A good book to pair with In Defense of Food is Animal, Vegetable, Miracle: A Year of Food Life, in which author Barbara Kingsolver and her family spend a year eating locally, organically, and sustainably.  It come recommended by my sister and is central to this great episode of Speaking of Faith with Krista Tippet called The Ethics of Eating.

Professional reviews:

Favorite Passages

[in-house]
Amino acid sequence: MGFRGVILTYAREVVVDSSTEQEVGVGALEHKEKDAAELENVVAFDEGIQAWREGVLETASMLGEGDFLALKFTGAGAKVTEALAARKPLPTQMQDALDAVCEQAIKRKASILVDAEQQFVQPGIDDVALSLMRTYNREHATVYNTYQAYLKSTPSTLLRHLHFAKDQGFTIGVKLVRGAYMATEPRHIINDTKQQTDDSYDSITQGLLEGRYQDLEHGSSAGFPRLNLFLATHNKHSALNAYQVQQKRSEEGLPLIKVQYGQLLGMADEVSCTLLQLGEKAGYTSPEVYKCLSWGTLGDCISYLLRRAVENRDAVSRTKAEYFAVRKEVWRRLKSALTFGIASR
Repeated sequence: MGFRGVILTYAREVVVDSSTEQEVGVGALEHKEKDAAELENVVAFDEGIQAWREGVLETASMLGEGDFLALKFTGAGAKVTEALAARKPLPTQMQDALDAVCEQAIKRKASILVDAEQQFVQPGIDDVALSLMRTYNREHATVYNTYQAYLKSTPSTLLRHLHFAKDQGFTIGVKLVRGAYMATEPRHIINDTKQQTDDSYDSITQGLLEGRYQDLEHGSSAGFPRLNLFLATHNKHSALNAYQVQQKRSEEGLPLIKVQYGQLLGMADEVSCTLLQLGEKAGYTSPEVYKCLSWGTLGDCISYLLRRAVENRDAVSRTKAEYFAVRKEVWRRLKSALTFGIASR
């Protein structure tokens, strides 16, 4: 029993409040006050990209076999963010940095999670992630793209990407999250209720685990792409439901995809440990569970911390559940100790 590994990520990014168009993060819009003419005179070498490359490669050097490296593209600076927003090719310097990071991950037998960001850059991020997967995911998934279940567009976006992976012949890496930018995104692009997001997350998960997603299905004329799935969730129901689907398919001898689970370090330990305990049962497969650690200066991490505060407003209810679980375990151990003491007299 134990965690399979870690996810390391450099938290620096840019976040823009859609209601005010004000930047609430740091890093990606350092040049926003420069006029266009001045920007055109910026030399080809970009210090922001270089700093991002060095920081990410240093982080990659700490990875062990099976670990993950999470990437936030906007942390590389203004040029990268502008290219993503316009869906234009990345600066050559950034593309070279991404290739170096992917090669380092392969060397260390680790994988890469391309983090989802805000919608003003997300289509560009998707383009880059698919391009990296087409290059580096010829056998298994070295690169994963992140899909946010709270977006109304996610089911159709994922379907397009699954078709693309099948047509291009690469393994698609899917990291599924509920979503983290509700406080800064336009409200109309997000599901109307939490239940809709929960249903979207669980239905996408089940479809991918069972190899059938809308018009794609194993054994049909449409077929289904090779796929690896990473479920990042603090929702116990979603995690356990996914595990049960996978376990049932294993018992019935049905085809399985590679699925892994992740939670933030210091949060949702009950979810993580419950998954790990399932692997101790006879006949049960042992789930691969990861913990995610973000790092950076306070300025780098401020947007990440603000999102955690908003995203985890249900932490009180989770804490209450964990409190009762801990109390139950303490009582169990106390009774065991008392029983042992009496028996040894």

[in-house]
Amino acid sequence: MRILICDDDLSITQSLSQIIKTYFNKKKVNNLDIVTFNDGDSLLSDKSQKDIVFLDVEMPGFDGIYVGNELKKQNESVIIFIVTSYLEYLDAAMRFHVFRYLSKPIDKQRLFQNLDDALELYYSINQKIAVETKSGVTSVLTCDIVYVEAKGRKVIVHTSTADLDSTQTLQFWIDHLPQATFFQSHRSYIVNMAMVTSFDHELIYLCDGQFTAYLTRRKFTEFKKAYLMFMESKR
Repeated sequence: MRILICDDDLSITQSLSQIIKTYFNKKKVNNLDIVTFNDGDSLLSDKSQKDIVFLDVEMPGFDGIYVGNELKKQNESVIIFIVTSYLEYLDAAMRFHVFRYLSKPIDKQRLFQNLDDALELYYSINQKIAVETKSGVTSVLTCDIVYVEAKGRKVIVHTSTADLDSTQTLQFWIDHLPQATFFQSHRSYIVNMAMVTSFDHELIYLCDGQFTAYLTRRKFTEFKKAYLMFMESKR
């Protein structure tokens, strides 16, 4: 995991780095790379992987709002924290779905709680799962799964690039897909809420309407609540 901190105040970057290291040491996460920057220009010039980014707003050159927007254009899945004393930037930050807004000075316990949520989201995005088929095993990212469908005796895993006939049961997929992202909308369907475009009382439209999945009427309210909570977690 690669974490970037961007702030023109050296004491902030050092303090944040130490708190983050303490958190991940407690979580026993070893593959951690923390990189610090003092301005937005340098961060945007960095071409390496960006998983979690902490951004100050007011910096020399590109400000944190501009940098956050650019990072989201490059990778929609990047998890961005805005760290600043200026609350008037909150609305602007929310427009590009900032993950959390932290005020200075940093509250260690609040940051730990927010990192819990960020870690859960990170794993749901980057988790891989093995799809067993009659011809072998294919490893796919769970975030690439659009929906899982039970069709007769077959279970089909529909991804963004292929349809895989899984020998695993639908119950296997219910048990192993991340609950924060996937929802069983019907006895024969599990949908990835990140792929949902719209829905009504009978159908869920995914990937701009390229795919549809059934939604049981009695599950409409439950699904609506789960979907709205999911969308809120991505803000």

How a people eats is one of the most powerful ways they have to express, and preserve, their cultural identity, which is exactly what you don’t want in a society dedicated to the ideal of “Americanization.”  To make food choices more  scientific is to empty them of their ethnic content and history; in theory, at least, nutrionism proposes a neutral, modernist, forward-looking and potentially unifying answer to the  question of what it might mean to eat like an American.  It is also a way to moralize about other people’s choices without seeming to.  In this, nutrionism is a  little like the institution of the American front lawn, an unobjectionable, if bland way to pave over our differences and Americanize the landscape.  Of course in both cases unity comes at the price of aesthetic diversity and sensory pleasure.  Which may be precisely the point.  – pp. 57-58